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"IN THE WESTERN IMAGINATION, DISASTERS WERE SEEN AS PUNISHMENTS SENT BY GOD, WHICH COULD ONLY BE AVOIDED, OR ALLEVIATED, THROUGH THE EXTIRPATION OF SINFUL PRACTICES OR BEHAVIOUR OR THE INTERCESSION OF SAINTS.
Our ancestors did not simply observe hydro-meteorological, geological and biological phenomena, but sought to identify their direct causes, in order to foresee them and thus resist them.
However, when this was not possible, due to their limited scientific knowledge, they turned to the supernatural to satisfy their curiosity and explain their environment. They attributed to divinities or mythological beings, first, and to God, later, the cause of events that otherwise could not have been explained, and therefore could not be understood.
One example is the myths and legends surrounding the city of Messina, its sea and its land. This Italian town is the first that the traveller encounters when arriving in Sicily from the mainland. According to the ancient Messinians, the strait was populated by mythical and deadly creatures and they even believed that the city itself was founded by Poseidon, god of the sea, himself. It was logical that its inhabitants sought to establish a privileged relationship with the divinity that controlled it, and at the same time sought to ensure its protection.
It should also be borne in mind that the Romans were convinced that the prosperity of the Republic could only be guaranteed through the preservation of the Pax Deurom: the alliance between the Roman people and the divinities, which had to be renewed periodically through the celebration of cults and ceremonies.
The relationship between the Roman people and their divinities and their perceived control over the forces of nature and the planet helps to explain the hostile treatment that the Roman people initially reserved for the followers of Christ's teachings. One of the reasons that moved the authorities to persecute them was the belief that their atheism, as well as their refusal to participate in public ceremonies dedicated to the divinities, was the main cause of a series of earthquakes, epidemics, plagues, floods and military defeats that were then plaguing the Roman Empire.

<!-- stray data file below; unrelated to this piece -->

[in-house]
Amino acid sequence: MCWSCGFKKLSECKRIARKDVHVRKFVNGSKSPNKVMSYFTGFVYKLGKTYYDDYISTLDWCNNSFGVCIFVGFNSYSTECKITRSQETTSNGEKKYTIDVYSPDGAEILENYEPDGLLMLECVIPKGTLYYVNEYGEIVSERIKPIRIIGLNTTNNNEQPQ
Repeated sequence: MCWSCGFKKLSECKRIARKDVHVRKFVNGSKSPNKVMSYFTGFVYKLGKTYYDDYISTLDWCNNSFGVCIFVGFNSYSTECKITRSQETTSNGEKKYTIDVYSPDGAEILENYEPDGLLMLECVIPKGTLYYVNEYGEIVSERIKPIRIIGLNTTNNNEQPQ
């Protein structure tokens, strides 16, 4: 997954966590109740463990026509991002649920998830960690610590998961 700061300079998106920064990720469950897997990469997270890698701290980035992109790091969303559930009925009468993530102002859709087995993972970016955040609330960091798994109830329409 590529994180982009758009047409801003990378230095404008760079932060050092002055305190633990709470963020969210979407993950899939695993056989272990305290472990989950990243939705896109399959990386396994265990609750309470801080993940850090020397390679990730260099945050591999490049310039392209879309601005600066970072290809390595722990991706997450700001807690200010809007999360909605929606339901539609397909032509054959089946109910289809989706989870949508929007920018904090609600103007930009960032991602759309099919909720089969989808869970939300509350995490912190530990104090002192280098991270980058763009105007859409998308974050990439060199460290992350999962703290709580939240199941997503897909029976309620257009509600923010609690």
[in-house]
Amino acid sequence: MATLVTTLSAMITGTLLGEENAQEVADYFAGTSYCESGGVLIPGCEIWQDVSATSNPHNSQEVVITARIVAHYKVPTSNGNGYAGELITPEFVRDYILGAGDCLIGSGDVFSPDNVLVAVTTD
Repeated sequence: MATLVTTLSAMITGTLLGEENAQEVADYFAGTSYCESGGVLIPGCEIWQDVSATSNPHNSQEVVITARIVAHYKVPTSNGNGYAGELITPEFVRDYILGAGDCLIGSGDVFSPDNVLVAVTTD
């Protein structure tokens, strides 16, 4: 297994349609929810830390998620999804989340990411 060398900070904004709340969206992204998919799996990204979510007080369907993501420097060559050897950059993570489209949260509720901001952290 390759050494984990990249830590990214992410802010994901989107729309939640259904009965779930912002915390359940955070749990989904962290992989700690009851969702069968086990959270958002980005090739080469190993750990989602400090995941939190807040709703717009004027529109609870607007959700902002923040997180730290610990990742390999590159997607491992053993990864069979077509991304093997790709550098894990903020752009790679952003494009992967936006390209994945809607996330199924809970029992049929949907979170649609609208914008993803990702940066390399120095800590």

finalThe affirmation of Christianity and the conversion of the Roman population, first, and of the barbarians, later, meant that in the Western imagination disasters were interpreted as punishments sent by God, which could only be avoided, or alleviated, through the extirpation of sinful practices or behaviour or the intercession of the saints.
However, it would be a mistake to consider that pagan beliefs and the divinities that played a leading role in them were forgotten by the population with Christianity. Medieval and modern culture, which owed so much to Roman culture, never completely freed itself from these beings capable of controlling the waves of the sea or lightning. They only became smaller and persisted in Mediterranean folklore.